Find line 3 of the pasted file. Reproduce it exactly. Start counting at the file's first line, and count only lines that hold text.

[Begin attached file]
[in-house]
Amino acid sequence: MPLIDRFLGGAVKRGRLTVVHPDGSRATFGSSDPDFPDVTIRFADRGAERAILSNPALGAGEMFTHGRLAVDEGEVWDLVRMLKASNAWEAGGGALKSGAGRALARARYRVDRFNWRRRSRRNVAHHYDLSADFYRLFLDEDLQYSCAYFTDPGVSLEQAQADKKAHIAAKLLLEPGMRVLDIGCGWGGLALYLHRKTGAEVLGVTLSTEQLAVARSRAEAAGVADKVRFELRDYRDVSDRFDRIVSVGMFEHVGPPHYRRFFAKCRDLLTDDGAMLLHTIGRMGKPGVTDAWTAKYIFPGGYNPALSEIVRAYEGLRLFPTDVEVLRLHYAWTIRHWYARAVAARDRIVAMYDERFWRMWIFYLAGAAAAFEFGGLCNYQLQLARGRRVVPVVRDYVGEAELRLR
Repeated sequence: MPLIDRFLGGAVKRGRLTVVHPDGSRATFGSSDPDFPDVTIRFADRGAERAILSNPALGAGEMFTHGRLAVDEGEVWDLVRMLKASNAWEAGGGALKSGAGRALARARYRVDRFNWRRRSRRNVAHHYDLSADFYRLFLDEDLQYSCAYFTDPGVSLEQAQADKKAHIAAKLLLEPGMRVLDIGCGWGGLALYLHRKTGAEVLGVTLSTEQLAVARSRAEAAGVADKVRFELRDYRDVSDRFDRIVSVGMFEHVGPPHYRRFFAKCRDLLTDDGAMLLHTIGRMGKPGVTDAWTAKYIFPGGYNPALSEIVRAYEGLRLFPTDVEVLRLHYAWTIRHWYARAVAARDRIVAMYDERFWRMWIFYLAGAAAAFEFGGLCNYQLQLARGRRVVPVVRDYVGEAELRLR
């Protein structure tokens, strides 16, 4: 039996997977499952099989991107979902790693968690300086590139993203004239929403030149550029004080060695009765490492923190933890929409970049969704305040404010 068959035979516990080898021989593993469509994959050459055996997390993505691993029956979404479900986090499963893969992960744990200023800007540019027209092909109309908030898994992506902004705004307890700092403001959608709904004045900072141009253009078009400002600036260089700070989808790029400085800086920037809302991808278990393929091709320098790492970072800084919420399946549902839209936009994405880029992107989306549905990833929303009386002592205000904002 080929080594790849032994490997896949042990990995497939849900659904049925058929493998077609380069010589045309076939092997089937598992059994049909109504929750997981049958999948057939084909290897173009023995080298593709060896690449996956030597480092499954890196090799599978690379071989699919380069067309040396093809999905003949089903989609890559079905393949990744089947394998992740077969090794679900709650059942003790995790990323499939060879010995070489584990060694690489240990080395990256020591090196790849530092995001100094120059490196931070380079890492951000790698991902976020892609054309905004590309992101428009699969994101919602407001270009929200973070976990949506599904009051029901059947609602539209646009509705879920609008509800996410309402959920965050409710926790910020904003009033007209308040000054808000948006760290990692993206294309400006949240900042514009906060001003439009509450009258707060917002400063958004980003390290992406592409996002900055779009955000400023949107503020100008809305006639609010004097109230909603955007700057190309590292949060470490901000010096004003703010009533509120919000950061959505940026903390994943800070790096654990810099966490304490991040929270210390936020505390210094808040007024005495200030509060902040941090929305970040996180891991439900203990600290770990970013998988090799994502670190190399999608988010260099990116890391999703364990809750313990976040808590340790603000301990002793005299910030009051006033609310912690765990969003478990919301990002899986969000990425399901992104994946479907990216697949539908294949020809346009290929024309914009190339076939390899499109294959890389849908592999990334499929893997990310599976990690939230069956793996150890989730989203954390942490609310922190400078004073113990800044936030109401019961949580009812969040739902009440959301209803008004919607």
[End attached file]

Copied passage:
Repeated sequence: MPLIDRFLGGAVKRGRLTVVHPDGSRATFGSSDPDFPDVTIRFADRGAERAILSNPALGAGEMFTHGRLAVDEGEVWDLVRMLKASNAWEAGGGALKSGAGRALARARYRVDRFNWRRRSRRNVAHHYDLSADFYRLFLDEDLQYSCAYFTDPGVSLEQAQADKKAHIAAKLLLEPGMRVLDIGCGWGGLALYLHRKTGAEVLGVTLSTEQLAVARSRAEAAGVADKVRFELRDYRDVSDRFDRIVSVGMFEHVGPPHYRRFFAKCRDLLTDDGAMLLHTIGRMGKPGVTDAWTAKYIFPGGYNPALSEIVRAYEGLRLFPTDVEVLRLHYAWTIRHWYARAVAARDRIVAMYDERFWRMWIFYLAGAAAAFEFGGLCNYQLQLARGRRVVPVVRDYVGEAELRLR